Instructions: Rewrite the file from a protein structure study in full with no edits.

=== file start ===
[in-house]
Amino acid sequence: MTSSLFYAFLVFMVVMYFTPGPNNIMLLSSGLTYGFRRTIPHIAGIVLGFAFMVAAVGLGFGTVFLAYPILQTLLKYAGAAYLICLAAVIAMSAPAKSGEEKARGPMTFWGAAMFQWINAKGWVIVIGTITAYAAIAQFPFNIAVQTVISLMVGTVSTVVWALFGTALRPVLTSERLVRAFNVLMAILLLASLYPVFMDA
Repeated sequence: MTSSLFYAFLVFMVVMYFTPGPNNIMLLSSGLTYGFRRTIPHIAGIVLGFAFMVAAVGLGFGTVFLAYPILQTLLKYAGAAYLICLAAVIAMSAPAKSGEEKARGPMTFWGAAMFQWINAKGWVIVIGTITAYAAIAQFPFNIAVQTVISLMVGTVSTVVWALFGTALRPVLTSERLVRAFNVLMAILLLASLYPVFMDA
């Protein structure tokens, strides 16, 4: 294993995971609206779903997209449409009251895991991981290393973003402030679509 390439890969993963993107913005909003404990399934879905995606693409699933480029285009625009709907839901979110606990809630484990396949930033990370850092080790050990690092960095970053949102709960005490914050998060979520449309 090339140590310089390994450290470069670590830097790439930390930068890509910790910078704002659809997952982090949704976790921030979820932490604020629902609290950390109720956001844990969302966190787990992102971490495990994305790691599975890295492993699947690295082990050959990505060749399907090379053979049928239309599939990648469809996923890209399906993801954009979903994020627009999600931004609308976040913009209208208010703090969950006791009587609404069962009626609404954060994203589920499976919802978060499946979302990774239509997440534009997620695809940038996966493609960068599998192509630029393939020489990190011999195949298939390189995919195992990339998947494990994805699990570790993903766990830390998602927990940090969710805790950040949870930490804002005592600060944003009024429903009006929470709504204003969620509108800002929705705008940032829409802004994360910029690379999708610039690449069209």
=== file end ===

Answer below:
[in-house]
Amino acid sequence: MTSSLFYAFLVFMVVMYFTPGPNNIMLLSSGLTYGFRRTIPHIAGIVLGFAFMVAAVGLGFGTVFLAYPILQTLLKYAGAAYLICLAAVIAMSAPAKSGEEKARGPMTFWGAAMFQWINAKGWVIVIGTITAYAAIAQFPFNIAVQTVISLMVGTVSTVVWALFGTALRPVLTSERLVRAFNVLMAILLLASLYPVFMDA
Repeated sequence: MTSSLFYAFLVFMVVMYFTPGPNNIMLLSSGLTYGFRRTIPHIAGIVLGFAFMVAAVGLGFGTVFLAYPILQTLLKYAGAAYLICLAAVIAMSAPAKSGEEKARGPMTFWGAAMFQWINAKGWVIVIGTITAYAAIAQFPFNIAVQTVISLMVGTVSTVVWALFGTALRPVLTSERLVRAFNVLMAILLLASLYPVFMDA
């Protein structure tokens, strides 16, 4: 294993995971609206779903997209449409009251895991991981290393973003402030679509 390439890969993963993107913005909003404990399934879905995606693409699933480029285009625009709907839901979110606990809630484990396949930033990370850092080790050990690092960095970053949102709960005490914050998060979520449309 090339140590310089390994450290470069670590830097790439930390930068890509910790910078704002659809997952982090949704976790921030979820932490604020629902609290950390109720956001844990969302966190787990992102971490495990994305790691599975890295492993699947690295082990050959990505060749399907090379053979049928239309599939990648469809996923890209399906993801954009979903994020627009999600931004609308976040913009209208208010703090969950006791009587609404069962009626609404954060994203589920499976919802978060499946979302990774239509997440534009997620695809940038996966493609960068599998192509630029393939020489990190011999195949298939390189995919195992990339998947494990994805699990570790993903766990830390998602927990940090969710805790950040949870930490804002005592600060944003009024429903009006929470709504204003969620509108800002929705705008940032829409802004994360910029690379999708610039690449069209």